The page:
Colorado legislature to take up big education issues in 2022

Colorado lawmakers return Wednesday for the start of the 2022 legislative session with hopes to deal with extended-standing education worries as nicely as new issues pushed by the pandemic.

Cash for the two K-12 and larger education will be key topics, as standard, with advocates indicating it’s past time for the point out to make up for a long time of very low funding. There is also the potential for large investments in task coaching and alterations to how the point out shares funds with districts.

The state’s polarizing accountability program and how to transfer forward with faculty scores all through the pandemic will also be up for debate, as will a push to broaden rights for community sector staff.

Overshadowing all of this are the ongoing troubles struggling with colleges: teacher and bus driver shortages, mental health and fitness crises, and long lasting impacts of COVID on pupil studying. Lawmakers think they have strategies to assistance, although schooling advocates are cautious of new programs and unfunded mandates.

Here’s a seem at the best instruction issues lawmakers may well tackle this yr.


Final 12 months, Colorado lawmakers appreciably scaled back again standardized exams and suspended the accountability procedure that costs schools based on exam scores.

This calendar year, Colorado students can assume to acquire the full suite of standardized assessments, but college districts really do not want to see the accountability technique resume promptly. They say that final year’s test information is not a reliable foundation for drawing conclusions.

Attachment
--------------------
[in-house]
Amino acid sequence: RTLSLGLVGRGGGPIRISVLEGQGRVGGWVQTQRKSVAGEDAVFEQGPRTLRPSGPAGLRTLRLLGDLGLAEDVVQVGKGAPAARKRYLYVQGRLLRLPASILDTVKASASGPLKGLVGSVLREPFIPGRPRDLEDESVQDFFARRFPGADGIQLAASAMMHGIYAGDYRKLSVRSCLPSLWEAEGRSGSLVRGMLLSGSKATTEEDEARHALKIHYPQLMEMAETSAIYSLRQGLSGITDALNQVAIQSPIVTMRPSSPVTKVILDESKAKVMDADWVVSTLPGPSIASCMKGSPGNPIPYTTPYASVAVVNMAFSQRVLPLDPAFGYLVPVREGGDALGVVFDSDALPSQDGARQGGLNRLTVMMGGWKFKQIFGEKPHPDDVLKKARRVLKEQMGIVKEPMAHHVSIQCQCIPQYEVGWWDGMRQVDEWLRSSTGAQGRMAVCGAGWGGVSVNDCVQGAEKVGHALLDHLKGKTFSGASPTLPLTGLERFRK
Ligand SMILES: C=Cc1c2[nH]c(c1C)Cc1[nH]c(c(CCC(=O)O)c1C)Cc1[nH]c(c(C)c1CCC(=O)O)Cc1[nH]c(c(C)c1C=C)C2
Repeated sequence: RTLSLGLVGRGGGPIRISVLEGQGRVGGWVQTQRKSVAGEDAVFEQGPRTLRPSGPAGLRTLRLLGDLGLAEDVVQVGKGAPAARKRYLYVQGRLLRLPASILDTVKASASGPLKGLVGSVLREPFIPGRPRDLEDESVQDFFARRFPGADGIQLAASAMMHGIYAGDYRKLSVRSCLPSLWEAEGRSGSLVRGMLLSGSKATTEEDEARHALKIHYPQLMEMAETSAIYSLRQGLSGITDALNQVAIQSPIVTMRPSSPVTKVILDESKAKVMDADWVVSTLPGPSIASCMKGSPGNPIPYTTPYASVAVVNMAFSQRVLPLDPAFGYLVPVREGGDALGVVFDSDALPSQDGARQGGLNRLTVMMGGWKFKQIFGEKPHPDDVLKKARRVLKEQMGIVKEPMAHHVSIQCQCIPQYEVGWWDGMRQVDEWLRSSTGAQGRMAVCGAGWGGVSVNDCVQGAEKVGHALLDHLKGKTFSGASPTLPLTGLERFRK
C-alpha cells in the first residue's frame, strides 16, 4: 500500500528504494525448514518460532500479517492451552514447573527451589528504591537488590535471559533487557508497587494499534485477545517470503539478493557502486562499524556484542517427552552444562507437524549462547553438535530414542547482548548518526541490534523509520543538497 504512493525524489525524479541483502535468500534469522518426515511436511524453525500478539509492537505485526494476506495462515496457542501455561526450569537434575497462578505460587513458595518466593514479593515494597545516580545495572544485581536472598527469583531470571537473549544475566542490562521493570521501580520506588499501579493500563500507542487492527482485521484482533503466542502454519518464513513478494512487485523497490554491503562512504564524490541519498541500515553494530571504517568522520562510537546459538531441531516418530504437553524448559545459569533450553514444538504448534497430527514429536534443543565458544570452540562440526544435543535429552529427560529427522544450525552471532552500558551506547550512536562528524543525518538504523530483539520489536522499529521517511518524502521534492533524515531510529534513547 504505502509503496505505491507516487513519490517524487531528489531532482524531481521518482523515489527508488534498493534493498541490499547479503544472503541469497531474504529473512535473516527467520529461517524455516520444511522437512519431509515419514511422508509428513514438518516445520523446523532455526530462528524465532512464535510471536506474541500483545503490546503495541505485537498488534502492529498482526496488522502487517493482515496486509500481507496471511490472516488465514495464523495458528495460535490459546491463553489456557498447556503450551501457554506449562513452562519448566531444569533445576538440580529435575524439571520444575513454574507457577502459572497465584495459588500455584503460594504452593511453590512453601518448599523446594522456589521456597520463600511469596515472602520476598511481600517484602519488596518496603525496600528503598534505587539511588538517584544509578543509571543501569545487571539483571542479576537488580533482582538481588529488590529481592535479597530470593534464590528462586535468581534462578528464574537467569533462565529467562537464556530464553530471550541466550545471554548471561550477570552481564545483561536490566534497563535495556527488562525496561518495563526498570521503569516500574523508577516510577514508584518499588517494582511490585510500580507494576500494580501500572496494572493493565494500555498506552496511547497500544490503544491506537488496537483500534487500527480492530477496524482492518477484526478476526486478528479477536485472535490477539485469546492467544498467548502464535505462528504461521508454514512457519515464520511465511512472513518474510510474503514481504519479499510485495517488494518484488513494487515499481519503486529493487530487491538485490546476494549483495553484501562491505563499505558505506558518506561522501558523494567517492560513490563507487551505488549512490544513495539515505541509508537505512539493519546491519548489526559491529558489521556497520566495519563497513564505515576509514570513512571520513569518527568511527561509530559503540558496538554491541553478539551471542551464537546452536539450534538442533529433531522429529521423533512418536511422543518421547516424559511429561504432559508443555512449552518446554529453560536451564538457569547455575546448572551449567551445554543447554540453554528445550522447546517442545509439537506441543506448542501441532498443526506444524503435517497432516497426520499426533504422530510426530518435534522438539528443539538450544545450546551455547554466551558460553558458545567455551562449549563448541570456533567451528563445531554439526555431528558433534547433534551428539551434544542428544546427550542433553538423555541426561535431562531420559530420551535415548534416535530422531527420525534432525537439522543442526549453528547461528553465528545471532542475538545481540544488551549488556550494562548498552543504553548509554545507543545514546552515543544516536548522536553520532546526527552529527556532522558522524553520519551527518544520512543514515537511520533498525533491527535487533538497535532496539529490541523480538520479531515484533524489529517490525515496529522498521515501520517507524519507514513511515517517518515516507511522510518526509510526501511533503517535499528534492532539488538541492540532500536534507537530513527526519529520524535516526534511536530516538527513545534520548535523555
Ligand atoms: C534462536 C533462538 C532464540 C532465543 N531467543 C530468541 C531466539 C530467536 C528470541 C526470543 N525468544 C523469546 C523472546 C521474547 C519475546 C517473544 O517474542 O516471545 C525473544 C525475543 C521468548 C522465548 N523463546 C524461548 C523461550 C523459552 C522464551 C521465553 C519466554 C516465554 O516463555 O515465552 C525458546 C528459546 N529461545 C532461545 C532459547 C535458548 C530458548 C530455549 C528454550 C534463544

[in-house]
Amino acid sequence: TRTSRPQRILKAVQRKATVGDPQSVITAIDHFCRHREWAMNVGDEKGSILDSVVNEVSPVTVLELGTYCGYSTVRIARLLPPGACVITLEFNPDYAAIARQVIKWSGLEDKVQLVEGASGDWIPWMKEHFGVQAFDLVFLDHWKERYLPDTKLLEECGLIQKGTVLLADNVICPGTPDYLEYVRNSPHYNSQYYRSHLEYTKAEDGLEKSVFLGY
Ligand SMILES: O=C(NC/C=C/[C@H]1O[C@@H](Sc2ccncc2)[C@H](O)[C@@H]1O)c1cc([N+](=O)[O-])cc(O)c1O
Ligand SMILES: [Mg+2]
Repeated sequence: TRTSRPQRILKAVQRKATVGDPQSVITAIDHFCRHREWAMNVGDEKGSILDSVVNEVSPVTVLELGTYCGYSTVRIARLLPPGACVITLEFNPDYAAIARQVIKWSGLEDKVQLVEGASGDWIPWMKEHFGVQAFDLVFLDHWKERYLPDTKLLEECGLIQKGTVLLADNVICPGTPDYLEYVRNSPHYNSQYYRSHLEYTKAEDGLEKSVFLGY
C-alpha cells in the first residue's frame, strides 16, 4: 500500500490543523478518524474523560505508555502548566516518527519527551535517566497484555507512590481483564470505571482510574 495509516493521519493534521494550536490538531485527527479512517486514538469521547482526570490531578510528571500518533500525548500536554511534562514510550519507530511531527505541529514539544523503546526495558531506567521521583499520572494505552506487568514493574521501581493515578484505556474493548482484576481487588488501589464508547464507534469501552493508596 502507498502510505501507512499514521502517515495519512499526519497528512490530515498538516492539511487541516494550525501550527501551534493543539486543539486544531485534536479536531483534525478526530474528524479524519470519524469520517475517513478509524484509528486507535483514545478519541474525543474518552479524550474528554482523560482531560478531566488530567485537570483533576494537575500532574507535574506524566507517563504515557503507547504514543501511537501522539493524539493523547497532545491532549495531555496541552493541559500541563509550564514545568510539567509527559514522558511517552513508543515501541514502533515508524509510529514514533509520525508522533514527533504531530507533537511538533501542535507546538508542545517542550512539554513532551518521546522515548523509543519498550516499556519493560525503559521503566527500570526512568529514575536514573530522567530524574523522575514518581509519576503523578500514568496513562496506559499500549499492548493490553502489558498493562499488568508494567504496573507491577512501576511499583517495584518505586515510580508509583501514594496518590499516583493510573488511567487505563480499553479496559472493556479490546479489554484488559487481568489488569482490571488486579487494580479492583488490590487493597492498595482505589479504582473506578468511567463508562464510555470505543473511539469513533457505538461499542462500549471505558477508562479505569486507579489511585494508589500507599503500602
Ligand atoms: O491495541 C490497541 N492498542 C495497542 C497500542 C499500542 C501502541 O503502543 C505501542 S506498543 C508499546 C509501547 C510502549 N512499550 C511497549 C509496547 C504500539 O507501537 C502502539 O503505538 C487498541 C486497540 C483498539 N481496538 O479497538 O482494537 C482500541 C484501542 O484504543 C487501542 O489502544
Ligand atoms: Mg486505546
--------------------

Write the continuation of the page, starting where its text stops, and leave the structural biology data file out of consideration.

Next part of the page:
Faculty districts and academics unions prefer a changeover time period prior to educational facilities get their standard ratings again — however what specifically that would glimpse like is not very clear — and they have help from vital Democratic lawmakers.

Advocates for this “bridge” back again to accountability say they are operating with reform supporters on an suitable compromise, but supporters of the accountability method get worried that variations will make it more challenging to get a comprehensive image of how the pandemic impacted student finding out.


Instruction advocates are typically optimistic about increasing college funding this 12 months. But be expecting debates about how a lot funds the point out must sock absent for foreseeable future decades and how substantially it should shell out now.

Faculties are flush with federal assist money, considerably of it still unspent, but advocates say the condition demands to boost its assistance so that universities don’t drop off a fiscal cliff.